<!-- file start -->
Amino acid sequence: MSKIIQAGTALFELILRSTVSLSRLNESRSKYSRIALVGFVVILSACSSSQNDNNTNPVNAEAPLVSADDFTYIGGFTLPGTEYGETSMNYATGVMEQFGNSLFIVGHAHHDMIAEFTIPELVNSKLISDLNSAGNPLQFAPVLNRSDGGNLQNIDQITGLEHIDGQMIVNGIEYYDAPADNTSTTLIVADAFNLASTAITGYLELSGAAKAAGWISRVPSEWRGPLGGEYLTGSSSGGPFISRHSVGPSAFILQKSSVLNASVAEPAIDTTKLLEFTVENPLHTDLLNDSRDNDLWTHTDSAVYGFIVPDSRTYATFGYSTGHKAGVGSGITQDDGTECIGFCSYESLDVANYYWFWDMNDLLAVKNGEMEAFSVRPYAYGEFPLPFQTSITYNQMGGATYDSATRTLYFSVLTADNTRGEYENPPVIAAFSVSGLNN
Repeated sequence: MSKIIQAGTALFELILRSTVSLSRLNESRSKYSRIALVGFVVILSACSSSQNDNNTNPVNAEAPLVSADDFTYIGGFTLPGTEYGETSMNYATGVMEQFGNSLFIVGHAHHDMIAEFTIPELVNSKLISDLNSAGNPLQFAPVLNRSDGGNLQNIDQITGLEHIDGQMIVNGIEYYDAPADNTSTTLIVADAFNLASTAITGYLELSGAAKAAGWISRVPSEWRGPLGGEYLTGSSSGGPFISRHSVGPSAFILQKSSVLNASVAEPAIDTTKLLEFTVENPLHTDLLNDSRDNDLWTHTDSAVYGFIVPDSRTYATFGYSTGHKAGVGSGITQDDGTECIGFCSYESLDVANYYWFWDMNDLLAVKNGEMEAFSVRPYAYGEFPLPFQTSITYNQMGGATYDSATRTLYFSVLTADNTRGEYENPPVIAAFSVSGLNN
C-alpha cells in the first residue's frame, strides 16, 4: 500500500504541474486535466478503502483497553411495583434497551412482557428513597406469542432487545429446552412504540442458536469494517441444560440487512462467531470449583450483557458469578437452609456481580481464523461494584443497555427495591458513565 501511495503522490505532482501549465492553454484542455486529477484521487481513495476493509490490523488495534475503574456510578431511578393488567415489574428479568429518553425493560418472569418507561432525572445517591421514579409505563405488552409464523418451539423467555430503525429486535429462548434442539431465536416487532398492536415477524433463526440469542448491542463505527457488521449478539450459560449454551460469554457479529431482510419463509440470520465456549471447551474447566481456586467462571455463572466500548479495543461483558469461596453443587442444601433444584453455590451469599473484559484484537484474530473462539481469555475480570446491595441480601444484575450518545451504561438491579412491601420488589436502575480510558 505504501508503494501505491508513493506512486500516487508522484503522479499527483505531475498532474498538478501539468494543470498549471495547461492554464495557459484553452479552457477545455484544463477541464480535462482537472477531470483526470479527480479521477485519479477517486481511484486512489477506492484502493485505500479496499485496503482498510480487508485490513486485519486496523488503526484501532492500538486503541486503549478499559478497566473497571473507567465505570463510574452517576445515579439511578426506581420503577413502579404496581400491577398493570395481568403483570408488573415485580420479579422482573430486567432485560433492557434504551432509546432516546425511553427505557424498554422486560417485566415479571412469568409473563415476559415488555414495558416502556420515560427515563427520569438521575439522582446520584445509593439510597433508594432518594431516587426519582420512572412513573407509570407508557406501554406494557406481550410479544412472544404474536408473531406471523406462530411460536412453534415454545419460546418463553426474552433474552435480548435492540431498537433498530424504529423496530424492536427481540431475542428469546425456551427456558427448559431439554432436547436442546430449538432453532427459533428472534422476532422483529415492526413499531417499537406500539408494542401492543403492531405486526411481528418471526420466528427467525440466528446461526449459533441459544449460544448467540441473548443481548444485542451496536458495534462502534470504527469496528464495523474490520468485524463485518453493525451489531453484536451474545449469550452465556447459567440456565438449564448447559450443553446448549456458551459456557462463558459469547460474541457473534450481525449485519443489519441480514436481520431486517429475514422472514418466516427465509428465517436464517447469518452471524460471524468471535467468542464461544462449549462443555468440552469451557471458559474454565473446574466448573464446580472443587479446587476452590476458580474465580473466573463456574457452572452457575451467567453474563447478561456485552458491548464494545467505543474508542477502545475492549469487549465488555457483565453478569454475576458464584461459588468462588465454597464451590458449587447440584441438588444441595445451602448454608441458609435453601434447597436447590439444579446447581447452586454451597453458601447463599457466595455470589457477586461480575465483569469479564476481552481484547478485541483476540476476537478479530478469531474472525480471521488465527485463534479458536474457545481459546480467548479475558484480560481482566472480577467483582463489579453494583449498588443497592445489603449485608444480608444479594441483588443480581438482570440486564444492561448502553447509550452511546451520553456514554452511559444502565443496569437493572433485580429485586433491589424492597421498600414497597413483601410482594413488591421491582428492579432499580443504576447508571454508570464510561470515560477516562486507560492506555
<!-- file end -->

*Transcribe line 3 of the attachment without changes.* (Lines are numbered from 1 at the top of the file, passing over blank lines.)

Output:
C-alpha cells in the first residue's frame, strides 16, 4: 500500500504541474486535466478503502483497553411495583434497551412482557428513597406469542432487545429446552412504540442458536469494517441444560440487512462467531470449583450483557458469578437452609456481580481464523461494584443497555427495591458513565 501511495503522490505532482501549465492553454484542455486529477484521487481513495476493509490490523488495534475503574456510578431511578393488567415489574428479568429518553425493560418472569418507561432525572445517591421514579409505563405488552409464523418451539423467555430503525429486535429462548434442539431465536416487532398492536415477524433463526440469542448491542463505527457488521449478539450459560449454551460469554457479529431482510419463509440470520465456549471447551474447566481456586467462571455463572466500548479495543461483558469461596453443587442444601433444584453455590451469599473484559484484537484474530473462539481469555475480570446491595441480601444484575450518545451504561438491579412491601420488589436502575480510558 505504501508503494501505491508513493506512486500516487508522484503522479499527483505531475498532474498538478501539468494543470498549471495547461492554464495557459484553452479552457477545455484544463477541464480535462482537472477531470483526470479527480479521477485519479477517486481511484486512489477506492484502493485505500479496499485496503482498510480487508485490513486485519486496523488503526484501532492500538486503541486503549478499559478497566473497571473507567465505570463510574452517576445515579439511578426506581420503577413502579404496581400491577398493570395481568403483570408488573415485580420479579422482573430486567432485560433492557434504551432509546432516546425511553427505557424498554422486560417485566415479571412469568409473563415476559415488555414495558416502556420515560427515563427520569438521575439522582446520584445509593439510597433508594432518594431516587426519582420512572412513573407509570407508557406501554406494557406481550410479544412472544404474536408473531406471523406462530411460536412453534415454545419460546418463553426474552433474552435480548435492540431498537433498530424504529423496530424492536427481540431475542428469546425456551427456558427448559431439554432436547436442546430449538432453532427459533428472534422476532422483529415492526413499531417499537406500539408494542401492543403492531405486526411481528418471526420466528427467525440466528446461526449459533441459544449460544448467540441473548443481548444485542451496536458495534462502534470504527469496528464495523474490520468485524463485518453493525451489531453484536451474545449469550452465556447459567440456565438449564448447559450443553446448549456458551459456557462463558459469547460474541457473534450481525449485519443489519441480514436481520431486517429475514422472514418466516427465509428465517436464517447469518452471524460471524468471535467468542464461544462449549462443555468440552469451557471458559474454565473446574466448573464446580472443587479446587476452590476458580474465580473466573463456574457452572452457575451467567453474563447478561456485552458491548464494545467505543474508542477502545475492549469487549465488555457483565453478569454475576458464584461459588468462588465454597464451590458449587447440584441438588444441595445451602448454608441458609435453601434447597436447590439444579446447581447452586454451597453458601447463599457466595455470589457477586461480575465483569469479564476481552481484547478485541483476540476476537478479530478469531474472525480471521488465527485463534479458536474457545481459546480467548479475558484480560481482566472480577467483582463489579453494583449498588443497592445489603449485608444480608444479594441483588443480581438482570440486564444492561448502553447509550452511546451520553456514554452511559444502565443496569437493572433485580429485586433491589424492597421498600414497597413483601410482594413488591421491582428492579432499580443504576447508571454508570464510561470515560477516562486507560492506555